Ropinirole decreases periodic leg movements and improves sleep parameters in patients with restless legs syndrome.
ABSTRACT Polysomnographic study evaluating the efficacy of ropinirole for the treatment of patients with restless legs syndrome (RLS) suffering from periodic leg movements in sleep (PLMS).
Double-blinded, placebo-controlled, parallel-group study.
15 tertiary referral centers in the USA. Participants: 65 patients with RLS and PLMS.
Ropinirole (0.25-4.0 mg per day) or placebo for 12 weeks.
Data from 59 patients were included in the primary endpoint analysis. PLMS per hour decreased more with ropinirole (48.5 to 11.8), compared with placebo (35.7 to 34.2; adjusted treatment difference: -27.2; 95% confidence interval [CI]: -39.1, -15.4; P < .0001). Periodic limb movements with arousal per hour decreased from 7.0 to 2.5 with ropinirole but increased from 4.2 to 6.0 with placebo (adjusted treatment difference: -4.3, 95% CI: -7.6, -1.1; P = .0096). Periodic limb movements while awake per hour decreased from 56.5 to 23.6 with ropinirole but increased from 46.6 to 56.1 with placebo (adjusted treatment difference: -39.5; 95% CI: -56.9, -22.1; P < .0001). Ropinirole treatment significantly improved patients' ability to initiate sleep (P < .05) and the amount of Stage 2 sleep compared with placebo (P < .001). There were also non-significant trends toward increases in total sleep time and sleep efficiency. Sleep adequacy (measured on the subjective Medical Outcomes Study sleep scale) was significantly improved with ropinirole treatment (adjusted treatment difference: 12.1; 95% CI: 1.1, 23.1; P = .0316). In contrast, the placebo group showed a greater increase in Stage 3/4 sleep (P < .01). No serious adverse events occurred in either group.
Ropinirole is effective in the treatment of both the sleep and waking symptoms of RLS.
- SourceAvailable from: F. Javier PuertasEdited by Sociedad Española de Neurologia, Sociedad Española de Sueño, 01/2013; Ed. Luzán 5. Madrid., ISBN: 978-84-7989-786-4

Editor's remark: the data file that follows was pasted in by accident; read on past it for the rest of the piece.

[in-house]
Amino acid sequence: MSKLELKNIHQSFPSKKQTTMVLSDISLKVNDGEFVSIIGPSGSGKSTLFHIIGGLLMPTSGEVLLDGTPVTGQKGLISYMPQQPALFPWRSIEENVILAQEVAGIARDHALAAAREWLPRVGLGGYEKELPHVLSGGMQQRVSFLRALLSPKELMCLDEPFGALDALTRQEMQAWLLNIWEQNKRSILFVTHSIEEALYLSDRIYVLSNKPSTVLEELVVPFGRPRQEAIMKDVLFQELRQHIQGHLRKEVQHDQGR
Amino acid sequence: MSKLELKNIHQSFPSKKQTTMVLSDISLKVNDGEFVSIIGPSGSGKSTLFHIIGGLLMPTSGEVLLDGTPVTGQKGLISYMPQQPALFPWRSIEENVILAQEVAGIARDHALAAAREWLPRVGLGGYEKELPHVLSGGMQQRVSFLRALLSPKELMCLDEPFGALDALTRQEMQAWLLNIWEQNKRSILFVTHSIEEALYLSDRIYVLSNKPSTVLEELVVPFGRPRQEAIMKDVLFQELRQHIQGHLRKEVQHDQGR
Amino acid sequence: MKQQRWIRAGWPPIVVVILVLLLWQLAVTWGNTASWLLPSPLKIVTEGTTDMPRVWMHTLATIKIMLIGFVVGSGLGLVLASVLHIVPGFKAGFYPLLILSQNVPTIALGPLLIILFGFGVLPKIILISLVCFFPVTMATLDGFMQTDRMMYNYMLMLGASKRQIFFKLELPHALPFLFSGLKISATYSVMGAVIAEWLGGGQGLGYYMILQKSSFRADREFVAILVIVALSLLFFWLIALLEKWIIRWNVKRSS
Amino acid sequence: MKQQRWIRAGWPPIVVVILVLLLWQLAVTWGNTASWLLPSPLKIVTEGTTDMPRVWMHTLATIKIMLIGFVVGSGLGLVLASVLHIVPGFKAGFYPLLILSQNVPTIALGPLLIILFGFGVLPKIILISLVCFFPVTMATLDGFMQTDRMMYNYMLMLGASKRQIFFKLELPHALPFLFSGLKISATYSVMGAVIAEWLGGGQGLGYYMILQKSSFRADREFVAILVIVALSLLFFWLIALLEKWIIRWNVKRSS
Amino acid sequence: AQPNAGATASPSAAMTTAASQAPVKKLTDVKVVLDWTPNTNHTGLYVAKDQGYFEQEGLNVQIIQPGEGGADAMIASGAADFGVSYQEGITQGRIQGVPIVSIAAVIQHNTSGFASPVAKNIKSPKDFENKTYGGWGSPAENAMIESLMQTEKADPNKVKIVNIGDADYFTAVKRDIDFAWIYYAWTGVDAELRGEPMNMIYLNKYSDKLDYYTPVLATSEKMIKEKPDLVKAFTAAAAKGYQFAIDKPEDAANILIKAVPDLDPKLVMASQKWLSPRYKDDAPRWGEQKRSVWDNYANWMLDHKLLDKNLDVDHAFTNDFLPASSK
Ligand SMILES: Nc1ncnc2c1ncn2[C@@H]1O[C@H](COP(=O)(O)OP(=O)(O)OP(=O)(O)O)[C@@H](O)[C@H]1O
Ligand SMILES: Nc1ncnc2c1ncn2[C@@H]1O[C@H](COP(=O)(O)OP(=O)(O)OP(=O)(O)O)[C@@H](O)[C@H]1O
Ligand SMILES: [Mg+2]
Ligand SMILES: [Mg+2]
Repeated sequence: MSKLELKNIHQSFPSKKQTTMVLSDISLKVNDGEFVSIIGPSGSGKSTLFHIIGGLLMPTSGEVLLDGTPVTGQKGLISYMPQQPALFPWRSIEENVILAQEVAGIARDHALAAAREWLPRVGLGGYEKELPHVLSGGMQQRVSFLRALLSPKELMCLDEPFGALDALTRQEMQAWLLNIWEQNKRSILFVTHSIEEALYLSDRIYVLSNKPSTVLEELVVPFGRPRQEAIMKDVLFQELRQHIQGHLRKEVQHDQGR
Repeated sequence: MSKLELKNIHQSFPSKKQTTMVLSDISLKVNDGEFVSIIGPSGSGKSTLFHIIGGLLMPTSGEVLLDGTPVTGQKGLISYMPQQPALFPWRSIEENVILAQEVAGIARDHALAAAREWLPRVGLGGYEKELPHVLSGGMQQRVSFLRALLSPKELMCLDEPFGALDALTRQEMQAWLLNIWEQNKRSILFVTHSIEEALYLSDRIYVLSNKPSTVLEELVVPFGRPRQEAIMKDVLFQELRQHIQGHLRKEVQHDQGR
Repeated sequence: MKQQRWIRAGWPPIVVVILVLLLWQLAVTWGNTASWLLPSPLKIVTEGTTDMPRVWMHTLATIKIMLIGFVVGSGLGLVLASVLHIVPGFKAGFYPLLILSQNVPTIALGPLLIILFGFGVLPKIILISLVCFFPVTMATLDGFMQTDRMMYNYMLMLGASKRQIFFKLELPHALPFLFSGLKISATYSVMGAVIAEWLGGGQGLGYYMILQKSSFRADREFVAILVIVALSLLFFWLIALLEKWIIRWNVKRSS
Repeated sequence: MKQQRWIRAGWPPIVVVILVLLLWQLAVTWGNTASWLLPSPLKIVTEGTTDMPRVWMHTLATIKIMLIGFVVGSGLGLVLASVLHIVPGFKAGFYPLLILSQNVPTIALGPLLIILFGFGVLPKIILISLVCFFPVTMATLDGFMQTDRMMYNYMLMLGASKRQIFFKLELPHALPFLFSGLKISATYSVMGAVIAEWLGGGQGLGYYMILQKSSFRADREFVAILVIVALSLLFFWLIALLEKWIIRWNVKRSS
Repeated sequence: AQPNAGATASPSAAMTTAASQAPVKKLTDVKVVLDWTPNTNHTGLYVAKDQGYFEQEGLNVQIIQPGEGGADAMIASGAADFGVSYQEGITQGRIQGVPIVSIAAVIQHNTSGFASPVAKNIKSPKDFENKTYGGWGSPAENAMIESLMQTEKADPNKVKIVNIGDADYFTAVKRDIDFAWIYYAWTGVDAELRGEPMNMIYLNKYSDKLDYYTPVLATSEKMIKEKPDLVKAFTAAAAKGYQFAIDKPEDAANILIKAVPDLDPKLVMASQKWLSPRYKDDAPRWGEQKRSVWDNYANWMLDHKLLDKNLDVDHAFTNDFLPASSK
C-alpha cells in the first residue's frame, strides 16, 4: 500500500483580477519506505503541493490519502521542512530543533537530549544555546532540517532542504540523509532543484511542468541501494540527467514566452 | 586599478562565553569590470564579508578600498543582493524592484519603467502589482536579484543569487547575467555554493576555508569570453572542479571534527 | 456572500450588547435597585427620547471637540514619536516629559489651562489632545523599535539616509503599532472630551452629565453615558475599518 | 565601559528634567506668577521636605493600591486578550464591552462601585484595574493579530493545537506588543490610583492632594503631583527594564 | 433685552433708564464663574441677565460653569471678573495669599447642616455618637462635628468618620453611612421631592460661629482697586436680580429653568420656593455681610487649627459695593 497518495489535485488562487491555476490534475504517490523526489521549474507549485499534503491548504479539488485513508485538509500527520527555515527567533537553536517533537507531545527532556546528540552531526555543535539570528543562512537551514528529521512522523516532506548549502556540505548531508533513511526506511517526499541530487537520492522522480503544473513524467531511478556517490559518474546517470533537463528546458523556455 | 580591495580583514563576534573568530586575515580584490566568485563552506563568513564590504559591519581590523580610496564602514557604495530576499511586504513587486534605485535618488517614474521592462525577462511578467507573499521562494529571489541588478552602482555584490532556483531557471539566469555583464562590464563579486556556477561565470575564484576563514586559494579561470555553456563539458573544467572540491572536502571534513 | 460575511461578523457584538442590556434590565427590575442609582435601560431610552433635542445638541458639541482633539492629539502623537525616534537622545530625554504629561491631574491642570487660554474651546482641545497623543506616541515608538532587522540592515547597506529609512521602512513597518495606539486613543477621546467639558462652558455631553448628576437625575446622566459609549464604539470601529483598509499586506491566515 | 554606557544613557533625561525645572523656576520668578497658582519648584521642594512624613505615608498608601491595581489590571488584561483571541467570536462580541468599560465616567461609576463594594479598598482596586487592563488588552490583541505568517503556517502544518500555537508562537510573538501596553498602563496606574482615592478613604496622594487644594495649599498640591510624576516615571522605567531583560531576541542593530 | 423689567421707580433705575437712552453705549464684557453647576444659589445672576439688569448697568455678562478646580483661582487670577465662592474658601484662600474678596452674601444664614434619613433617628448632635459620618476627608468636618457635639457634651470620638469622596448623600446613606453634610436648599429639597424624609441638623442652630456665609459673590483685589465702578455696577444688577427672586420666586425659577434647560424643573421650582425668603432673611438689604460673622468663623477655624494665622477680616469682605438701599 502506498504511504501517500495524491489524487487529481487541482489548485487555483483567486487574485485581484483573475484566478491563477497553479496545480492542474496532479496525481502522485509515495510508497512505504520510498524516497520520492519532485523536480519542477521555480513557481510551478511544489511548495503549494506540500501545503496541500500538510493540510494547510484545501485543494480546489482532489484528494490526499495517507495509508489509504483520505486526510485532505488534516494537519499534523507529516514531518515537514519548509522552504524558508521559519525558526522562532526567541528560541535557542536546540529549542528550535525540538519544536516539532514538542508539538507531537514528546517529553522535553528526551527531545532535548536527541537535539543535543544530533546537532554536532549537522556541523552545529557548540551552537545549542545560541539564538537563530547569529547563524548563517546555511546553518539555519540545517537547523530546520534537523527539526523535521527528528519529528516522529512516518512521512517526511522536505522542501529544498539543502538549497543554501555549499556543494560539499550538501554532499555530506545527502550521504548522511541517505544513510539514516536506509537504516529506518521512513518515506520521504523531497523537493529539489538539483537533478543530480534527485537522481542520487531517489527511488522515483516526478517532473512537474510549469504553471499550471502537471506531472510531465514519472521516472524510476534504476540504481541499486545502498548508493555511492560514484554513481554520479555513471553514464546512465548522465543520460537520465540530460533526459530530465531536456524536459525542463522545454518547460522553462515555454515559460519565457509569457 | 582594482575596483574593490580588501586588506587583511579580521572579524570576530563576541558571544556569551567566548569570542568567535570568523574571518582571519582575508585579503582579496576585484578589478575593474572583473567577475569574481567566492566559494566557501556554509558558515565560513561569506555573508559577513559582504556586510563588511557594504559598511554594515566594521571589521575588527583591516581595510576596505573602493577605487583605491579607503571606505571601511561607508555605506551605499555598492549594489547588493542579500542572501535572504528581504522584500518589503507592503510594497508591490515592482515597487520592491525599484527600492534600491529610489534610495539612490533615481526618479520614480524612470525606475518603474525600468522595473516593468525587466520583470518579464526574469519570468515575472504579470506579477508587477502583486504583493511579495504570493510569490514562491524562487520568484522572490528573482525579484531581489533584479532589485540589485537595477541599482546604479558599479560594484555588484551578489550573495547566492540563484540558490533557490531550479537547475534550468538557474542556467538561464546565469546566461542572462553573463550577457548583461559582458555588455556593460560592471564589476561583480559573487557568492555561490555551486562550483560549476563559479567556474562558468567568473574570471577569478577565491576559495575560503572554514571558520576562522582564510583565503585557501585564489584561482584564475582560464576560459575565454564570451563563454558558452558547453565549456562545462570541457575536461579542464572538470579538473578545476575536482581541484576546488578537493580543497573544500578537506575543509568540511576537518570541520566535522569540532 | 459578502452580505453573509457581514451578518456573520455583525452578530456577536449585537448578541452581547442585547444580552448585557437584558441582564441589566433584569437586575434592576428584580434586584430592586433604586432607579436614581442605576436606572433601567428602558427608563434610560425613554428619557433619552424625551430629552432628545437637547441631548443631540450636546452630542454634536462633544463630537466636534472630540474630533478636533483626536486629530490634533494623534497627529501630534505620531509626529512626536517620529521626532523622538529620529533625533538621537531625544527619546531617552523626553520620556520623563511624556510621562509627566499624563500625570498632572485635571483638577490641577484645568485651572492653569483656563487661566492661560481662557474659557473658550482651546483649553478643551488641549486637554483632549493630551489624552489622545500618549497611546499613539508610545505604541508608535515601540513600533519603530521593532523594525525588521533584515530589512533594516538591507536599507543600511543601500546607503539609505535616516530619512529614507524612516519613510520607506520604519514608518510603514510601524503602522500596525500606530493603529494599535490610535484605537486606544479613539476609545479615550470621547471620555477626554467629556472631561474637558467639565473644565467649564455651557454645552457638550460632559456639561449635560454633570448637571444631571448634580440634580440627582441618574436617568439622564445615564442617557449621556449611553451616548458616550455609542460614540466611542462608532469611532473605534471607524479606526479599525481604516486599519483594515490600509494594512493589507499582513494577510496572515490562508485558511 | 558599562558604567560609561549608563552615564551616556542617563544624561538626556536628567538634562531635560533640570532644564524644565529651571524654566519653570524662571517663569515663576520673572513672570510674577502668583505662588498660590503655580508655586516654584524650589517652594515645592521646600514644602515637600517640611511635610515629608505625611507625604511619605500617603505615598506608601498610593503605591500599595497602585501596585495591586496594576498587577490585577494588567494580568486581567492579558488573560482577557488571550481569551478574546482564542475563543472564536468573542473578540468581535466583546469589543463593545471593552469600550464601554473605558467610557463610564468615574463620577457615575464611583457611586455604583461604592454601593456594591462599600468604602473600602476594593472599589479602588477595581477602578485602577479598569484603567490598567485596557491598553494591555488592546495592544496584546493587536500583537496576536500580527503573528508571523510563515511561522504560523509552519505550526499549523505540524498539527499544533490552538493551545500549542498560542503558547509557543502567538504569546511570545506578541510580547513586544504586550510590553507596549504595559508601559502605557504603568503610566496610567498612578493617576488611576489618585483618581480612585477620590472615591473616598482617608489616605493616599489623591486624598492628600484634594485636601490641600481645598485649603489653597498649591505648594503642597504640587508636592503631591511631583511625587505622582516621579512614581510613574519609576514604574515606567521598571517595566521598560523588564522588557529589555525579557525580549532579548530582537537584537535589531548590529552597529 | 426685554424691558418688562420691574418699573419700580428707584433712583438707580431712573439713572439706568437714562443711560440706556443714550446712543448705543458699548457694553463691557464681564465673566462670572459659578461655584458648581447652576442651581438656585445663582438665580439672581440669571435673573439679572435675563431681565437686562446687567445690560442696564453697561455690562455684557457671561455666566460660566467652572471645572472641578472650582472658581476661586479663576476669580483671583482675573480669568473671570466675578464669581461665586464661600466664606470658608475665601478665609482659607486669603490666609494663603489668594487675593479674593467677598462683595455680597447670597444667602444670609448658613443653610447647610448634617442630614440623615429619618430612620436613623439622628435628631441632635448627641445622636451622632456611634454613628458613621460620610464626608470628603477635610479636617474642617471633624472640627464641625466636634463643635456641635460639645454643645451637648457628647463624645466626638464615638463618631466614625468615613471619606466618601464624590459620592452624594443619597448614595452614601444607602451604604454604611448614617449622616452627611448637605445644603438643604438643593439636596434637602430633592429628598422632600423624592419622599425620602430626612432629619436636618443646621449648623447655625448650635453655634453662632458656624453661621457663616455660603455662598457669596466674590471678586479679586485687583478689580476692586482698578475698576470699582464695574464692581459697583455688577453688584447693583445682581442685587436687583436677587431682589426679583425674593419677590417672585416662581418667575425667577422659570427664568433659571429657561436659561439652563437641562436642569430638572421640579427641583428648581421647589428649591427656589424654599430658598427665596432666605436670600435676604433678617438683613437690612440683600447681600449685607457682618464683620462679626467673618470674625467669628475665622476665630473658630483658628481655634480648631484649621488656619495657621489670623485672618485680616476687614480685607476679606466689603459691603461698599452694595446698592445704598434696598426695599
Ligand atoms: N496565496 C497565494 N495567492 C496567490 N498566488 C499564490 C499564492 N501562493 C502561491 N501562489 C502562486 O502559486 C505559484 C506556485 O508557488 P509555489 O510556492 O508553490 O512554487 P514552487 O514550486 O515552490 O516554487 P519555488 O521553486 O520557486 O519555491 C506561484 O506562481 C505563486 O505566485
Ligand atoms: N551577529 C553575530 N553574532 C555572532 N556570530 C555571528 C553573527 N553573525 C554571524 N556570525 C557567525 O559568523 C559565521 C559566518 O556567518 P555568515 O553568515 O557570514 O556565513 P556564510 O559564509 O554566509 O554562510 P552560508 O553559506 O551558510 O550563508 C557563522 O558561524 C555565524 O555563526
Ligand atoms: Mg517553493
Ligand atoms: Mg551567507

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ABSTRACT: Background In 2003, following a workshop at the National Institutes of Health, the International Restless Legs Syndrome Study Group (IRLSSG) developed updated diagnostic criteria for restless legs syndrome/Willis–Ekbom disease (RLS/WED). These criteria were integral to major advances in research, notably in epidemiology, biology, and treatment of RLS/WED. However, extensive review of accumulating literature based on the 2003 NIH/IRLSSG criteria led to efforts to improve the diagnostic criteria further. Methods The Clinical Standards Workshop, sponsored by the WED Foundation and IRLSSG in 2008, started a four-year process for updating the diagnostic criteria. That process included a rigorous review of research advances and input from clinical experts across multiple disciplines. After broad consensus was attained, the criteria were formally approved by the IRLSSG executive committee and membership. Results Major changes are: (i) addition of a fifth essential criterion, differential diagnosis, to improve specificity by requiring that RLS/WED symptoms not be confused with similar symptoms from other conditions; (ii) addition of a specifier to delineate clinically significant RLS/WED; (iii) addition of course specifiers to classify RLS/WED as chronic–persistent or intermittent; and (iv) merging of the pediatric with the adult diagnostic criteria. Also discussed are supportive features and clinical aspects that are important in the diagnostic evaluation. Conclusions The IRLSSG consensus criteria for RLS/WED represent an international, interdisciplinary, and collaborative effort intended to improve clinical practice and promote further research.Sleep Medicine 08/2014; · 3.10 Impact Factor
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ABSTRACT: To compare pregabalin versus placebo and pramipexole for reducing restless legs syndrome (RLS)-related sleep disturbance.Sleep 01/2014; 37(4):635-643. · 5.06 Impact Factor